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Fiction

July-August 2018

I Am Almost Ready to be Analyzed

New poetry by Adam Sol

Adam Sol

The main thrust of the argument                    was that she was cold and he was an empty can of cream soda.                    Yellow jackets hummed around his gaping mouth, sampling his sugar.                    Or else she was hang gliding over treacherous cliffs while he                    refolded the family chute. She never let him see her without                    her headband on, […] More »
July-August 2018

A Seal Love Story (Sealed Fate)

New short fiction by Jen Neale

Jen Neale

Not realizing it was already occupied, the seal threw itself on the ice floe, ending, for the moment, the pursuit of the orcas. The seal’s momentum slid it straight into the monster’s leg, and feeling that unexpected warmth, it twisted, scrambled on its fins, knocked a small oar into the water, and was at the edge […] More »
May-June 2018

U

Poetry by A. Light Zachary

A. Light Zachary

Yes, we’re bored—& if I could emotionally afford to leave & if your homeland weren’t burning, I would let you lead me south to one of those dozen American towns called The Palisades— make a life where the close of day, from our chrome balcony, would look like a glitter-bomb lobbed at the horizon— we’d […] More »
May-June 2018

My Teeth are Tombstones With Your Name Engraved on Them

New poetry by Kayla Czaga

Kayla Czaga

I am standing in a cemetery eating a breakfast burrito, Kyla. In its aesthetic wisdom the city irrigates this cemetery by pumping water through black tubes so that our dead, however problematically they lived, god rest them, will reincarnate as big dead trees with burgundy rotting blossoms. Don’t worry, Kyla— I know how death works. […] More »
May-June 2018

Best Friends Forever

New short fiction by Madeleine Maillet

Madeleine Maillet

I was writing a quiz in organic chemistry when you texted me. It was the first time I ever missed a test. Technically, I didn’t miss it because there were five quizzes per term but only the four best counted toward the final mark. You thought it was funny that I was there when you […] More »
March-April 2018

Head Pressed to Stone at St. Vincent de Paul Cemetery

Poetry by Shane Neilson

Shane Neilson

I say your name and I do grieve. All names dredge the deep, but they fail to take heed and sprout. Hereabouts, mustard seed got choked by conglomerate needs rendered too economic. Scrub grass debriefs our fields. Old Dutch farmers sing about crop yield and claim to have never yielded, but wrote wills to sons […] More »
March-April 2018

Unpaid Editorial Intern

Poetry by Yusuf Saadi

Yusuf Saadi

We stapled your promise inside our eyelids. Now we sleep to the image of you with a tapered blazer and leather suitcase whispering: if you work hard you can have this. So we wake at 7 a.m. Cook our lunch. Women daub makeup on their irises and men stuff their bicep muscles with protein powder. […] More »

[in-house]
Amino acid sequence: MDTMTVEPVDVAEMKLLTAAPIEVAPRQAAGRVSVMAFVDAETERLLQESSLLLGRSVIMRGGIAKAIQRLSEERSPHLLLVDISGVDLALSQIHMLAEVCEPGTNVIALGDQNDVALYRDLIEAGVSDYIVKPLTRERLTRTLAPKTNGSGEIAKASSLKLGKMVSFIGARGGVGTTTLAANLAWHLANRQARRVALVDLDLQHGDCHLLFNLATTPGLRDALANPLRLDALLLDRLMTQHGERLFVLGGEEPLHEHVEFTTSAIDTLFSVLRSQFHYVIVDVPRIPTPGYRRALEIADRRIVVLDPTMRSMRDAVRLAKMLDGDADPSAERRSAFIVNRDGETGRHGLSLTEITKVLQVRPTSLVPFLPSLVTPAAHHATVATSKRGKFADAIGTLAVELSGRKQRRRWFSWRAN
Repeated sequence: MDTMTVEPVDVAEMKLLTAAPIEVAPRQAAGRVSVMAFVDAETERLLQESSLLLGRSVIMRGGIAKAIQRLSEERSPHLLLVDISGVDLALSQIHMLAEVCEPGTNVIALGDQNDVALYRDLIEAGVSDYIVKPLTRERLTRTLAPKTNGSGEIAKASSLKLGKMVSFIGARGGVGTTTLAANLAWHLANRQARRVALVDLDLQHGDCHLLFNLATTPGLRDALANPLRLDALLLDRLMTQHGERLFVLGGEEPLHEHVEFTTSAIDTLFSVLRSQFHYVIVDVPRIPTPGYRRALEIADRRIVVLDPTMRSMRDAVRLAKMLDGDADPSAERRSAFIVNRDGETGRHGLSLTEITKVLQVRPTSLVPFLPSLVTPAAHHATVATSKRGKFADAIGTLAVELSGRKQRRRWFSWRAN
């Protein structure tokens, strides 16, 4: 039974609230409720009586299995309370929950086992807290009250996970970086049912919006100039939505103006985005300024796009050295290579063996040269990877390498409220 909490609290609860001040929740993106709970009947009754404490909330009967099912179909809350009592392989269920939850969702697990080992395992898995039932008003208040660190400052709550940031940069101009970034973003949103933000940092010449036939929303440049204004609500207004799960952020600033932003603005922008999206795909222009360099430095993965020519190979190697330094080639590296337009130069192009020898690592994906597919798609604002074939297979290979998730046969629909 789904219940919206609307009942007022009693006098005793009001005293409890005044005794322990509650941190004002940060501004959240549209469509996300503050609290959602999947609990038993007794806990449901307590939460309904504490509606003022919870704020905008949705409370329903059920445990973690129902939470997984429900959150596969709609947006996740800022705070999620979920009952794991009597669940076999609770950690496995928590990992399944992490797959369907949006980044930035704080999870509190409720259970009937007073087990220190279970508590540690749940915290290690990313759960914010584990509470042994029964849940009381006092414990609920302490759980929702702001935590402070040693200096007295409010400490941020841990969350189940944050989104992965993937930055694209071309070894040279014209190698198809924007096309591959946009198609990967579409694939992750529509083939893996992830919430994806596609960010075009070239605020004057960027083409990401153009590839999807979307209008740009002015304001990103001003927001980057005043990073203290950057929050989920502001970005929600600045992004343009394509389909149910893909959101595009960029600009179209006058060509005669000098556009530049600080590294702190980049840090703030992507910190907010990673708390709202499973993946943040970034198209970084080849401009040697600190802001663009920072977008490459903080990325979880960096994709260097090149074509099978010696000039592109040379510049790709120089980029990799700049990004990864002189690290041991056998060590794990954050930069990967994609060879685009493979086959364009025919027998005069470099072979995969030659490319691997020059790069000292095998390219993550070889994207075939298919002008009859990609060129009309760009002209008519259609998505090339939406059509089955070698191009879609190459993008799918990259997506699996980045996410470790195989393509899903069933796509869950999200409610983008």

March-April 2018

Swimming Upright

New fiction by Kasia Juno van Schaik

Kasia Juno van Schaik@kasiajuno

  In the kitchen everyone is talking about Kendrick Lamar. Health Goths. Social workers. Lovers being just a little bit mean to each other. But who am I to judge? I who watch nature documentaries in the bath.   The bride-to-be stretches her toes on the sofa. I sit beside her and look at photographs […] More »
January-February 2018

CXIII

New poetry by Sonnet L'Abbé

Sonnet L'Abbé

Stinging cells tip the tentacles fringing the polyps’ mouths. Family to sea anemone, hydra, and jellyfish, corals live in many-minded masses, anchored to hard surfaces, growing together in sync. They grow over centuries, agglomerating into reefs by secreting exoskeletal calcium carbonate under their derrières (or, they poop the architecture of their limestone foundations). Cities of […] More »
January-February 2018

The Space Between

Short fiction by Amy Jones

Amy Jones

On the way to my first day at my new job in Edmonton, it finally happened: I found my soulmate. Thick brown hair, oystershell ears, baby blues that laserbeamed out from under a fringe of butterfly lashes. Shoulders wide as the Milky Way. Hands that could palm the moon. I was in love but he […] More »
November-December 2017

Third Eye

New poetry by Souvankham Thammavongsa

Souvankham Thammavongsa

My mother had given birth a few months ago. I thought it was odd, as she just turned sixty recently. I had not seen her pregnant. But there it was in the room, all formed. A baby boy. I didn’t know what his name was, only that she told me I could have him, if […] More »